Simple Cast To Sphere modifier in Blender using Geometry Nodes

Most Blender modifiers can be realized using Geometry Nodes. For example, to make meshes “spherical” we can realize the Cast To Sphere modifier with only 5 geometry nodes.

Add Susanna’s mesh to the scene (shift + a – Mesh – Monkey), assign the Geometry Nodes modifier to it, and initiate the geometry node tree by pressing the New button.

The principle of casting any mesh into the shape of a sphere is very simple. At first, all mesh vectors pointing from the mesh’s origin, to current coordinates. In order for the mesh to take the form of a sphere, it is necessary that these vectors, without changing their direction, become equal in length.

To manipulate the position vectors of the mesh, add the Set Position node (shift + a – Geometry – Write – Set Position) to the tree.

We can get the current position value for each mesh vertex using the Position node. Add it to the node tree (shift + a – Geometry – Read – Position) and link its “Position” output with the “Position” input of the Set Position node.

So far, nothing has changed, but let’s add some vector transformation magic: after the Position node, insert a Vector Math node (shift + a – Utilities – Vector – Vector Math) and switch it to the “Normalize” mode.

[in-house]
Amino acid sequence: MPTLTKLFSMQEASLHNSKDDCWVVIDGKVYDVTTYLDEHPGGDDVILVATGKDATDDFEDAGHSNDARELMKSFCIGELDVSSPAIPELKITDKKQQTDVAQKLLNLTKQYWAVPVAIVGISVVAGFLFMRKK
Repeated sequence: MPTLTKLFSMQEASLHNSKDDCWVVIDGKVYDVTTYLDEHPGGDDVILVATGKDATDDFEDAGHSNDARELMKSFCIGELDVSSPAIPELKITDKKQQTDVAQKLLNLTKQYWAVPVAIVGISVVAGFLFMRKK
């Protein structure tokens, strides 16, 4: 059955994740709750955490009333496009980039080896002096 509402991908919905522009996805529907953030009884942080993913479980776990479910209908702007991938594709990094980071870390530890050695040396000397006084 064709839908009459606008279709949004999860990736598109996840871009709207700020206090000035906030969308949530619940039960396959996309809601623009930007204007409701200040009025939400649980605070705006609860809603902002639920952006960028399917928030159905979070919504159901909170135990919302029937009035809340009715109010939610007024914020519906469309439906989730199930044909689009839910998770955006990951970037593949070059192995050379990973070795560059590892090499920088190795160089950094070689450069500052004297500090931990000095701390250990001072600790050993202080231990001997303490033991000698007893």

Normalizing a vector transforms it so that the vector retains its direction, but its length became equal to 1.

Therefore, now all vertices of Suzanne’s mesh lie on the surface of a sphere with a radius of 1.

To make the result smoother, add the Subdivision Surface node to the main branch of the node tree (shift + a – Mesh – Operator – Subdivision Surface) to increase the detail of the mesh. Set the subdivision level in the “Level” field to 2.

Now we got a sphere from Suzanne.

To fix the intermediate states of the mesh, add the Mix Vector node after the Normalize node (shift + a – Utilities – Vector – Mix Vector). The remaining free input “B” link with the “Vector” output of the Position node.

The Mix Vector node finds the proportional value between the two vectors from inputs “A” and “B”, and the proportion value is determined by the “Factor” field.

In our case, we get an intermediate value of the Position vector between its initial value in the Suzanne mesh and the normalized value – reduced to unit length.

By moving the slider in the “Factor” field, we can see the process of Suzanne’s transformation into a sphere and back.

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